A little kerosene with that bottle of water?
The Colorado Water Workshop in Gunnison this year focused, in part, on the connection between energy and water. We use water to generate energy, as with various hydroelectric plants, and we use energy to generate water, as with every well that has a pump.
But there’s another connection that came up recently when I learned that Nestle, a multinational firm headquartered in Switzerland, planned to buy the Hagen Springs, near Nathrop here in Chaffee County, and put the water in bottles of Arrowhead, the company’s brand of “mountain spring water.”
At first this sounded promising ” some good year-round jobs at a new bottling plant in Chaffee County. But then I learned that there will be only one permanent local job, that of a caretaker at the springs. The operation will be the traditional colonial relationship of exporting raw materials on the cheap, while all the value-added stuff happens somewhere else.
Nestle has been shopping for augmentation water to replace the 0.3 cubic feet per second of water that it plans to haul out of this basin. That works out to about 135 gallons per minute, or 194,400 gallons per day, which weighs 811 tons.
This will go to the Denver bottling plant, not by pipeline or rail, but by truck. I called a local trucking company, where the manager explained that the maximum loaded weight allowed on highways like U.S. 285 is 85,000 pounds, or 42.5 tons. An empty semi tractor and tanker weigh about 15 tons, she said, so the payload will be about 27.5 tons.
Divide that into the 811 daily tons of water to haul, and it works out to 30 round-trips a day.
The trucking manager said big semis ” averaging full and empty ” get 4.5 miles per gallon. Figure 250 miles from Nathrop to Denver and back, and each round trip will consume about 56 gallons of fuel to haul 6,480 gallons of mountain spring water.
Divide that out, and the result is that the transport of each liter of water requires about 1.74 teaspoons of diesel fuel. Since diesel fuel and kerosene are pretty much that same, this inspires a proposal for a new labeling system: the Equivalent Kerosene Quotient, or EKQ (also my initials).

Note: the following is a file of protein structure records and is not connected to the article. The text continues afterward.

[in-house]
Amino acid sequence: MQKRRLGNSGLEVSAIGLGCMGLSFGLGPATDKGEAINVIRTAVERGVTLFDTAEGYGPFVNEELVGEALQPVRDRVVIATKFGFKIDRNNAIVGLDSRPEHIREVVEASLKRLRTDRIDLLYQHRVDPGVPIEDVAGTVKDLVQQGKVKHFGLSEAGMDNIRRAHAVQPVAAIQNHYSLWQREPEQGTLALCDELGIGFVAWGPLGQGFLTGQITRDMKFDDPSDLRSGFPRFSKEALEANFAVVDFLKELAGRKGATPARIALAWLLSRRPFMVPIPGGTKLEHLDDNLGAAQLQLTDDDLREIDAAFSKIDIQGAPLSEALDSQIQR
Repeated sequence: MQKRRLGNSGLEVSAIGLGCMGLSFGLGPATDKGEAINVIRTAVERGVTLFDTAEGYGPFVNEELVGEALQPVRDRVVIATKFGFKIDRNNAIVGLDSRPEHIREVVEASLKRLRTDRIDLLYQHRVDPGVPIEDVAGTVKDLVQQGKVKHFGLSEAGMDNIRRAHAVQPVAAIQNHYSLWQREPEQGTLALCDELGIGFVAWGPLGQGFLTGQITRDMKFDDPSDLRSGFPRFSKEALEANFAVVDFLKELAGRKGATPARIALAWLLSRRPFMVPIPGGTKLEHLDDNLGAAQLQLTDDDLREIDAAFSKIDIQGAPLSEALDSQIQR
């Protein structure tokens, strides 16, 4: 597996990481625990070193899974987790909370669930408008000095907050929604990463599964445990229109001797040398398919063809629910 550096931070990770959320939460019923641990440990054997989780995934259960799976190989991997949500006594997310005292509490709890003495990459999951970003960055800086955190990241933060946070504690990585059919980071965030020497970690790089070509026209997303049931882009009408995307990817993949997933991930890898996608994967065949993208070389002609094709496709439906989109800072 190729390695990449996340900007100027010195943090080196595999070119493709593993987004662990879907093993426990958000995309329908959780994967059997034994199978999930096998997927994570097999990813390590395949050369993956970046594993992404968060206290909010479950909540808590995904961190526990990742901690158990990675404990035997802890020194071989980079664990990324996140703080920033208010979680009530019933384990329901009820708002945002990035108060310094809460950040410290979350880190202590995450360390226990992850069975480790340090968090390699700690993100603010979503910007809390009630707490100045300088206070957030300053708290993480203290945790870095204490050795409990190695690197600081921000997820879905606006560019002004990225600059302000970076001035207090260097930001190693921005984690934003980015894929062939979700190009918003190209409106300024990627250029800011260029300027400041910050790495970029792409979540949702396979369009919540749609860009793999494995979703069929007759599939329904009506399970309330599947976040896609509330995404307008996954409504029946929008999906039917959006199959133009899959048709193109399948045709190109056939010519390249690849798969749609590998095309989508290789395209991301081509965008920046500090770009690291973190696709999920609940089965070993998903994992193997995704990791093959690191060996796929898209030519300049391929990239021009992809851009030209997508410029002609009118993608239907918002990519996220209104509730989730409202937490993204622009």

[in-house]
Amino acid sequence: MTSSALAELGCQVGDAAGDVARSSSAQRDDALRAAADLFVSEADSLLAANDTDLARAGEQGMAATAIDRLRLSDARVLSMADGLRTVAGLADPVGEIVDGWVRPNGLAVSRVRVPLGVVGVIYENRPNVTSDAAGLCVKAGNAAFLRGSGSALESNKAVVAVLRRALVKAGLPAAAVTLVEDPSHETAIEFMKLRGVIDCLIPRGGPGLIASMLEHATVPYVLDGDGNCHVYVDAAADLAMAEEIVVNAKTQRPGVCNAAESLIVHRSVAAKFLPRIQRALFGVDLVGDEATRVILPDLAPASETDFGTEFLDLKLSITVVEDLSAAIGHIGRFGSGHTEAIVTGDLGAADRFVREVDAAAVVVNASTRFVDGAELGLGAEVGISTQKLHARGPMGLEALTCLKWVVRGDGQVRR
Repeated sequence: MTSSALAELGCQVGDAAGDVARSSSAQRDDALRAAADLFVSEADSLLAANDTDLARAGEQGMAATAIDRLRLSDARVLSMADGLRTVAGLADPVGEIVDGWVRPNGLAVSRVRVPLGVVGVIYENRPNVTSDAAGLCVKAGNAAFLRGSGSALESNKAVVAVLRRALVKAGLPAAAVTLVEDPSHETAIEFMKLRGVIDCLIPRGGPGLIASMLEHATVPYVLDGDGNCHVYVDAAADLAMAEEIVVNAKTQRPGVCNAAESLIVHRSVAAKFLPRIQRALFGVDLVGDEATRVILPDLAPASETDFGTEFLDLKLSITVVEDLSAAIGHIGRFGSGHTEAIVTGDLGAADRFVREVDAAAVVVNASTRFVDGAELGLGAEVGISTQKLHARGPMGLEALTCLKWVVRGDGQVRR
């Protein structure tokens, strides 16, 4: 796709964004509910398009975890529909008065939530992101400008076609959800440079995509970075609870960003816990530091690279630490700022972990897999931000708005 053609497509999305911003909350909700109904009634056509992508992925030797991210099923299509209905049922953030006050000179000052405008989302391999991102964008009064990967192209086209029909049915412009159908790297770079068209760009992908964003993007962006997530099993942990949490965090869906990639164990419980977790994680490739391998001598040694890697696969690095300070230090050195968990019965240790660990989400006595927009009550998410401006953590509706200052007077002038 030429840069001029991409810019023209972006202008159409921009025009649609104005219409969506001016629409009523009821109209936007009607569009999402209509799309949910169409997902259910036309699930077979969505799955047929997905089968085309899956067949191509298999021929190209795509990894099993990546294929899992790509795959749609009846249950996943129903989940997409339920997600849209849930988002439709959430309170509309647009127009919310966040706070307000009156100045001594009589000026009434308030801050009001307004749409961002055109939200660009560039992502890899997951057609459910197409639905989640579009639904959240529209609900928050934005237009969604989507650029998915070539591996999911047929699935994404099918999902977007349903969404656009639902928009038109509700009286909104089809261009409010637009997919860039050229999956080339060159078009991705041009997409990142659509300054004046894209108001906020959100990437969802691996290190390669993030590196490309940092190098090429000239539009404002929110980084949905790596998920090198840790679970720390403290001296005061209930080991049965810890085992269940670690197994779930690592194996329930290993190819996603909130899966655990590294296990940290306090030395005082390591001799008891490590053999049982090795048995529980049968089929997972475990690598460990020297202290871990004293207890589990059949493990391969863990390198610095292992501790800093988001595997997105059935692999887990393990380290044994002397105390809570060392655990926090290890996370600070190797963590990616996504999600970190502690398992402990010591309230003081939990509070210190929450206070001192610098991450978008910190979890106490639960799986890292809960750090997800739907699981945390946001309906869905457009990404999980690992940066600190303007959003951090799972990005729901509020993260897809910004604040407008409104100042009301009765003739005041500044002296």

If it were in effect, then the label on every liter bottle of Arrowhead Mountain Spring Water would be required to list, in type big enough to read without a magnifying glass, something like “1.74 teaspoons EKQ,” and the smaller type could explain that “Even though you do not taste or imbibe the EKQ in this product, that is the amount of kerosene required merely to transport from spring to bottling plant. Other EKQ will be added during the process of bottling, as well as transport to retailers and refrigeration afterward. Further, this does not include the EKQ of any petrochemicals used in making the bottle.”
People are concerned about their “carbon footprints” these days, but I’m sure I’m not the only one who has trouble deciding whether it’s better to go back home to get the cloth shopping bags after you get to the supermarket and realize you’ve forgotten them, or to just go ahead and consume some plastic bags. Does the hot water required to clean cloth diapers leave a bigger carbon footprint than the manufacture of disposable diapers?
These questions can be difficult to answer. But the EKQ on bottled water is fairly simple to calculate, and the thought of swallowing kerosene, even in a mathematical sense, might inspire consumers to make judicious choices on at least one product.